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# More from @chrissanders88

20 Oct
Since I spend so much time talking to and researching SOCs and SOC analysts, I often get asked, "What the biggest difference is between high and low growth SOCs?"

1/
First, what do I mean by growth? I'm talking about places where analysts can grow their abilities. These are the places that take complete novices and help them achieve competence or take experienced analysts and help them specialize. Growing human ability.
2/
The organizations that support growth well are those where leadership has high (but realistic) expectations for analysts. These most often center around expecting the analyst to be able to make reliable, evidence-driven decisions confidently.
3/
19 Oct
Like lots of folks, I'm pretty miffed by the lack of robust virtualization support on Apple M1 hardware. I hope that gets fixed soon. But, it also got me to thinking about decision making at big vendors like Apple and others.
1/
For example, the security community (myself included) is often critical of Microsoft for some of their decision-making when it comes to usability/flexibility vs. security. Two things immediately come to mind...
2/
1. Macros. The idea that they exist, are default usable, and the UI pushes users more toward enabling them than disabling them.

2. Default logging configs. Fairly minimal with lots of sec relevant stuff left out (integrate sysmon already!).
3/
7 Oct
Abstractions are something analysts have to deal with in lots of forms. Abstraction is the process of taking away characteristics of something to represent it more simply. So, what does that looks like? 1/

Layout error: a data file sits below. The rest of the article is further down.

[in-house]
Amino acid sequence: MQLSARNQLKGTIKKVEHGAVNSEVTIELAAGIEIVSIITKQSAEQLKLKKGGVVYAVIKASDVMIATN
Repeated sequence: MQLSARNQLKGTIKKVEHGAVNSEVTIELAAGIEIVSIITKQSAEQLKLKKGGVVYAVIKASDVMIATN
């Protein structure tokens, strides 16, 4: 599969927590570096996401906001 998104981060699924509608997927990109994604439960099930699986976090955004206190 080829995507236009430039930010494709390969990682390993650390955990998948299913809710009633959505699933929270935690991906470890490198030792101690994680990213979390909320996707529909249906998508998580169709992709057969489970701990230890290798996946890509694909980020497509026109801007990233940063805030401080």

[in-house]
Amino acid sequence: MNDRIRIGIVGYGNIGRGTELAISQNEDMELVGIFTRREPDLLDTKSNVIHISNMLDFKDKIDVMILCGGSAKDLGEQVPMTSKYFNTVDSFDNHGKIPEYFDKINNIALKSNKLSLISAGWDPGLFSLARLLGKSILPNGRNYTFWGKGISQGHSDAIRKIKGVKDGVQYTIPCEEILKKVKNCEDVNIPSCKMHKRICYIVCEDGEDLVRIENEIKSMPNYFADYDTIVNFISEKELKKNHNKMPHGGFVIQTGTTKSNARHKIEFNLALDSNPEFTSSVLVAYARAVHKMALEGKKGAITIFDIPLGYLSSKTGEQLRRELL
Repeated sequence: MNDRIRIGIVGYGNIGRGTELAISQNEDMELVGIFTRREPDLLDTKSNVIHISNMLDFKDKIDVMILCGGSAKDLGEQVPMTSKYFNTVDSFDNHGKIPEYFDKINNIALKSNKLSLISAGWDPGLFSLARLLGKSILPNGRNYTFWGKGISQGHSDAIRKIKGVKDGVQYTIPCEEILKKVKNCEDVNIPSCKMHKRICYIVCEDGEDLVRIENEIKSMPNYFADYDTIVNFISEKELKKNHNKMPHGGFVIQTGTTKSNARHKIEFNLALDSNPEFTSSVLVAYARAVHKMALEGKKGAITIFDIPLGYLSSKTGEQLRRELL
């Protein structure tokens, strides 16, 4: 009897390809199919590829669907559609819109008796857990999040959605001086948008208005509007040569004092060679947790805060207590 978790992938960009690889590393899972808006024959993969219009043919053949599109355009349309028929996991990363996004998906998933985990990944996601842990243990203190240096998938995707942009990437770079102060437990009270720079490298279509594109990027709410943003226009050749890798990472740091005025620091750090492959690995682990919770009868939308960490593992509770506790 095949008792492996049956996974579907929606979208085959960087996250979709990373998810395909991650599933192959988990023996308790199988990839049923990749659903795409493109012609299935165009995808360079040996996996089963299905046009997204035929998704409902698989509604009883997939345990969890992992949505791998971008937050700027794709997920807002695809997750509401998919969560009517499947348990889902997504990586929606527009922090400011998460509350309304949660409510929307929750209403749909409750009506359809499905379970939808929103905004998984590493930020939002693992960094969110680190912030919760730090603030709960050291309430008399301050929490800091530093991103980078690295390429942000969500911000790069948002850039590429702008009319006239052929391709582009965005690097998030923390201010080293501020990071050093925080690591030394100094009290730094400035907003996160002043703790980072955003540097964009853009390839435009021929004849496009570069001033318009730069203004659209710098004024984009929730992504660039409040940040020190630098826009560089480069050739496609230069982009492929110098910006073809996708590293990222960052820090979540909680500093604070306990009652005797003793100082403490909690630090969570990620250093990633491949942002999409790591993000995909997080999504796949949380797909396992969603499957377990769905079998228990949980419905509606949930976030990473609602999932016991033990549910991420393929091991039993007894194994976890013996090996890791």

Well, speaking broadly, let's say that I tell you I had scrambled eggs with parsley and tarragon for breakfast. You can probably picture that very clearly in your mind and it will be fairly accurate to reality. However... 2/
What if I just tell you I just had eggs? Or that I just had breakfast? Your perception of reality may differ greatly from what I actually ate. The abstraction increases opportunity for error.

3/
17 Sep
One of my research areas that I write about often is curiosity and how it manifests in infosec education and practice. A topic that relates to curiosity is Boredom, which I've done some recent reading on. I thought I'd share a bit about that. 1/
First, what is Boredom? A consensus definition is that boredom is the uncomfortable feeling of wanting to engage in satisfying activity without being able to do so. 2/
When you're bored, two things happen:
1. You want to do something but don't want to do anything.
2. You are not mentally occupied in a way that leverages your capacities or skills.

**these things feed each other** 3/
13 Sep
Let's talk about some lessons gathered from how a student over the weekend quickly went from struggling on an investigation lab and...

"I'm stuck"

to finished and...

"I don’t know if you just Yoda’d the hell out of me or what"

1/x
This particular student emailed and said they were stuck and gave me some misc facts they had discovered. I responded and asked them to lay out a timeline of what they knew already so that we could work together to spot the gaps. 2/
The truth is that when this inquiry is taken seriously, it doesn't often result in us having to spot those gaps together at all because the student figures it out on their own. Why does this happen? Two main reasons... 3/
19 Aug
One of the things I absolutely love about our new @sigma_hq course is that a final challenges includes building your own new rule (we provide a bunch of ideas) with the option of actually submitting it to the public repo. Folks learn and contribute community detection value.
@sigma_hq As part of that, @DefensiveDepth walks students through the process, even if they've never used git before. The Sigma community also does a great job of providing input and additional testing.
It's awesome to watch it all come together. I'm looking at a rule in the public repo now written by a student who didn't know anything about Sigma a month ago. It's been tested, vetted, and now it'll help folks find some evil.